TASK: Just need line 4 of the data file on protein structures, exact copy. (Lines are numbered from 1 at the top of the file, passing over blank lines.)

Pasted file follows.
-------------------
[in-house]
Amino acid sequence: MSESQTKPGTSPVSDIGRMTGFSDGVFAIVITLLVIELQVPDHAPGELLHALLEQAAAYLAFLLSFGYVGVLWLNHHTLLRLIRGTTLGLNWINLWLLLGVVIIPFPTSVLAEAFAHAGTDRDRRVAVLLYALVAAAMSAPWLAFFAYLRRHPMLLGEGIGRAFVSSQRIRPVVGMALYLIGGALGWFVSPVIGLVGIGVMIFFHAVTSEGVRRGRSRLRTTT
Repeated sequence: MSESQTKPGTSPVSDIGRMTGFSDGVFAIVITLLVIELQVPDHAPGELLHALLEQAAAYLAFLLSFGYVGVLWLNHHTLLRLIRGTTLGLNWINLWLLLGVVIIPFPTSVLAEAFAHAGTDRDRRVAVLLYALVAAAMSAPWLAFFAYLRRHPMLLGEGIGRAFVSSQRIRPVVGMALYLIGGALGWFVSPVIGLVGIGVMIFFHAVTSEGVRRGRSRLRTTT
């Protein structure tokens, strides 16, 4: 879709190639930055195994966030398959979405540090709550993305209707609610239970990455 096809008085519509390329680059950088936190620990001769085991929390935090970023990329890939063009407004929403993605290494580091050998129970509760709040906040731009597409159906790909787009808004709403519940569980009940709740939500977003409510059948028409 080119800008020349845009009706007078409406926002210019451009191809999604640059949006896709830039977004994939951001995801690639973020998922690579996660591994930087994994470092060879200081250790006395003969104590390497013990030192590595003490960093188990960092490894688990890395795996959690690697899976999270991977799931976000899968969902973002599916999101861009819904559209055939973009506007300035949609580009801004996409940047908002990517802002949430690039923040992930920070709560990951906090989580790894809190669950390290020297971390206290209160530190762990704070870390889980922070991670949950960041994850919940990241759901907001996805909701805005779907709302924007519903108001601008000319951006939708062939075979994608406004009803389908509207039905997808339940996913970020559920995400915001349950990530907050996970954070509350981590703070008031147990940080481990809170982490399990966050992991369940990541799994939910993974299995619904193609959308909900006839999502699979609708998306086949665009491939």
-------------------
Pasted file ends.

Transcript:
């Protein structure tokens, strides 16, 4: 879709190639930055195994966030398959979405540090709550993305209707609610239970990455 096809008085519509390329680059950088936190620990001769085991929390935090970023990329890939063009407004929403993605290494580091050998129970509760709040906040731009597409159906790909787009808004709403519940569980009940709740939500977003409510059948028409 080119800008020349845009009706007078409406926002210019451009191809999604640059949006896709830039977004994939951001995801690639973020998922690579996660591994930087994994470092060879200081250790006395003969104590390497013990030192590595003490960093188990960092490894688990890395795996959690690697899976999270991977799931976000899968969902973002599916999101861009819904559209055939973009506007300035949609580009801004996409940047908002990517802002949430690039923040992930920070709560990951906090989580790894809190669950390290020297971390206290209160530190762990704070870390889980922070991670949950960041994850919940990241759901907001996805909701805005779907709302924007519903108001601008000319951006939708062939075979994608406004009803389908509207039905997808339940996913970020559920995400915001349950990530907050996970954070509350981590703070008031147990940080481990809170982490399990966050992991369940990541799994939910993974299995619904193609959308909900006839999502699979609708998306086949665009491939």